Coral Eating Nudibranchs
Many organisms feed on corals such as the infamous Crown of Thorns Starfish, but its unlikley you'd put animals of this caliber into your tank on purpose. More likely is the unwitting introduction of other smaller organisms like snails and nudibranchs.
The most likely nudibranchs you will see will be from the genus Phestilla. A single adult can remove as much as 10 square inches (25 square centimeters) of coral tissue in one day. There is little initial evidence of nudibranch existence within your tank, likely poor coral polyp expansion, slight discoloration, and the presence of bare skeleton in patches. However, unless you take immediate action, the affected corals will only survive for a few days. There are many species of Phestilla and these are described in detail in the linkes below, thier full names include; Phestilla lugubris (Also described a P. sibogae), P. melanobranchia, P. minor, P. sibogae - See P. lugubris. Most species prey on Porites, however Faucci et al. (2007) report a possible case of host-switching, where the nudibranchs feed on other corals such as Goniopora and Tubastrea spp. Many Phestilla species are known to be prolific spawners and become sexually mature very quickly (a few weeks after hatching). Furthermore, the females can lay several thousands of eggs every day (estimated to be around ~320,000 eggs in their life time) (Riddle 2012).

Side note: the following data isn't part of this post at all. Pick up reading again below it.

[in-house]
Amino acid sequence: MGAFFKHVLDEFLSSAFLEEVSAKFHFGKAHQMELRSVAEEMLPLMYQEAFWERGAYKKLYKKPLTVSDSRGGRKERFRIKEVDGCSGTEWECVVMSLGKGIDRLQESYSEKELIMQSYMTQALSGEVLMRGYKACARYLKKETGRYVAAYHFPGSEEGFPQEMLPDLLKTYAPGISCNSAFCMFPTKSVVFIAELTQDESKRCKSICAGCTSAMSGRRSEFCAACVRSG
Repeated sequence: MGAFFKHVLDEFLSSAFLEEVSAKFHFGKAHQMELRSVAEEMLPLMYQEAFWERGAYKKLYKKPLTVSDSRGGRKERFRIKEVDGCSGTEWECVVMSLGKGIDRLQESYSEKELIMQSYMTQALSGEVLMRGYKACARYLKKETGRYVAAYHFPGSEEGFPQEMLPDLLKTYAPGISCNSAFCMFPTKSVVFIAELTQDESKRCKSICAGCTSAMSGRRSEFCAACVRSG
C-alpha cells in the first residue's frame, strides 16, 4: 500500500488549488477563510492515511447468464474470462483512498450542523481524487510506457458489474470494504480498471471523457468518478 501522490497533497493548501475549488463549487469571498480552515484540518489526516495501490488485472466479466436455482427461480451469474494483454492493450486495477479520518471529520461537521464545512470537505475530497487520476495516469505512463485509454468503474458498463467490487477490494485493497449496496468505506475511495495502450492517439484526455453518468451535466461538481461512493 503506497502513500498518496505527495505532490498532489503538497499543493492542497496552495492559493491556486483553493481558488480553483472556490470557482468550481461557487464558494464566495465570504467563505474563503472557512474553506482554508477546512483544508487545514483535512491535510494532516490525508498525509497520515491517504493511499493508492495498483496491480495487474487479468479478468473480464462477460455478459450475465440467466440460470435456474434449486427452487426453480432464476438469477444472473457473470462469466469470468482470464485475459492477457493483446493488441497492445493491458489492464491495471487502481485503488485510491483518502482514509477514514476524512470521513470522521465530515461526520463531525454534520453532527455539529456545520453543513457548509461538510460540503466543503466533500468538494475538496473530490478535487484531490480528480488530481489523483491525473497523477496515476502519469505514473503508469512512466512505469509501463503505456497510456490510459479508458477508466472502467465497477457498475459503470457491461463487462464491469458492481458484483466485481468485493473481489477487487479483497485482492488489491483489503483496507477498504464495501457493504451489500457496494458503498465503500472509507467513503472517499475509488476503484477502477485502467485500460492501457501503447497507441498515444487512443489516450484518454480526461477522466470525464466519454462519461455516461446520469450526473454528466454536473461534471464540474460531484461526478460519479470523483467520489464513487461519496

Management or Mitigation:
When introducing new corals into your talk, it is good practice once the corals are settled to give the coral a shake in the water or a gentle baste with a basting syringe and see what (if anything) falls off it. This can be a good way of dislodging some key pests like nudibranchs. Turn the colony over and look carefully at the underside as this is often where nocturnal predators such as Phestilla hide. Further observations should be done over the first few days looking for signs of tissue damage or infection. Using Coral RX (6 milliliters with 4.5 litres of aquarium water) has been proposed as a potential way to eliminate these organisms from your tanks. Although the eggs appear not to be affected (Riddle 2012 - www.advancedaquarist.com). Natural predators of these nudibranchs include; the Hawaiian 'Old Lady' Wrasse called Hinalea Luahine (Thalassoma ballieui), Saddle Wrasse (Thalassoma duperrey), Threadfin Butterflyfish (Chaetodon auriga), Aerolated Xanthid Crab (Pilodius aerolatus), Xanthid crab (Phymodius monticulosus), Swimming Crabs (Thalamita spp.), and the Mantis Shrimp (Gonodactylus falcatus) (Riddle 2012 - www.advancedaquarist.com).